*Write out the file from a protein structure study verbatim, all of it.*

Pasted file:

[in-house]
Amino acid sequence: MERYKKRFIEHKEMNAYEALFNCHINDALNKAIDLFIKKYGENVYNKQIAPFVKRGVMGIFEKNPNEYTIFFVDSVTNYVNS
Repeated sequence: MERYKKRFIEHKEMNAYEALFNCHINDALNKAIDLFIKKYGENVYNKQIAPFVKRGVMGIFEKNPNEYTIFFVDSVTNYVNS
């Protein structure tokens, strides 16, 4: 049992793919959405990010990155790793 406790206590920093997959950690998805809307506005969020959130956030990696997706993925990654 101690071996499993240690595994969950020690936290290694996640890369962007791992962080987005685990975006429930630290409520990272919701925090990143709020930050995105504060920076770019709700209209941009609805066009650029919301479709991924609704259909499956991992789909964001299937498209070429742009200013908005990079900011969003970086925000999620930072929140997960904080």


[in-house]
Amino acid sequence: MERYKKRFIEHKEMNAYEALFNCHINDALNKAIDLFIKKYGENVYNKQIAPFVKRGVMGIFEKNPNEYTIFFVDSVTNYVNS
Repeated sequence: MERYKKRFIEHKEMNAYEALFNCHINDALNKAIDLFIKKYGENVYNKQIAPFVKRGVMGIFEKNPNEYTIFFVDSVTNYVNS
């Protein structure tokens, strides 16, 4: 049992793919959405990010990155790793 406790206590920093997959950690998805809307506005969020959130956030990696997706993925990654 101690071996499993240690595994969950020690936290290694996640890369962007791992962080987005685990975006429930630290409520990272919701925090990143709020930050995105504060920076770019709700209209941009609805066009650029919301479709991924609704259909499956991992789909964001299937498209070429742009200013908005990079900011969003970086925000999620930072929140997960904080």